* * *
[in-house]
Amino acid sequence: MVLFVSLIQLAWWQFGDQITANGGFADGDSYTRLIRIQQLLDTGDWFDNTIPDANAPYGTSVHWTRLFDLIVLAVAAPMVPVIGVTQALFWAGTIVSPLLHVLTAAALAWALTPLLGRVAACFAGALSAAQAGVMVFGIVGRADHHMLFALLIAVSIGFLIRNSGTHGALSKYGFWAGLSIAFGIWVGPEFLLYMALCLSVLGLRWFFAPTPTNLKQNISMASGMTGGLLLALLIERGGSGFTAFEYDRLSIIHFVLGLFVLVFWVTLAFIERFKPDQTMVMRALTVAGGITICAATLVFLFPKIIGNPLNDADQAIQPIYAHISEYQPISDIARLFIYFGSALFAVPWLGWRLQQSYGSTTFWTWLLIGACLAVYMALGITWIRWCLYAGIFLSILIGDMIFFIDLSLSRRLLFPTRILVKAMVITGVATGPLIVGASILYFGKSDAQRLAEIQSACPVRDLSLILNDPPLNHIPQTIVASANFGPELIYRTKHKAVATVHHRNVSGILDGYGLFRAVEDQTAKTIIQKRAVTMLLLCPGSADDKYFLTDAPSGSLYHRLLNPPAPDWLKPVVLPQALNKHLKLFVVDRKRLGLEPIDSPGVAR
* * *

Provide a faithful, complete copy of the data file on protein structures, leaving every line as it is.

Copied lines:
[in-house]
Amino acid sequence: MVLFVSLIQLAWWQFGDQITANGGFADGDSYTRLIRIQQLLDTGDWFDNTIPDANAPYGTSVHWTRLFDLIVLAVAAPMVPVIGVTQALFWAGTIVSPLLHVLTAAALAWALTPLLGRVAACFAGALSAAQAGVMVFGIVGRADHHMLFALLIAVSIGFLIRNSGTHGALSKYGFWAGLSIAFGIWVGPEFLLYMALCLSVLGLRWFFAPTPTNLKQNISMASGMTGGLLLALLIERGGSGFTAFEYDRLSIIHFVLGLFVLVFWVTLAFIERFKPDQTMVMRALTVAGGITICAATLVFLFPKIIGNPLNDADQAIQPIYAHISEYQPISDIARLFIYFGSALFAVPWLGWRLQQSYGSTTFWTWLLIGACLAVYMALGITWIRWCLYAGIFLSILIGDMIFFIDLSLSRRLLFPTRILVKAMVITGVATGPLIVGASILYFGKSDAQRLAEIQSACPVRDLSLILNDPPLNHIPQTIVASANFGPELIYRTKHKAVATVHHRNVSGILDGYGLFRAVEDQTAKTIIQKRAVTMLLLCPGSADDKYFLTDAPSGSLYHRLLNPPAPDWLKPVVLPQALNKHLKLFVVDRKRLGLEPIDSPGVAR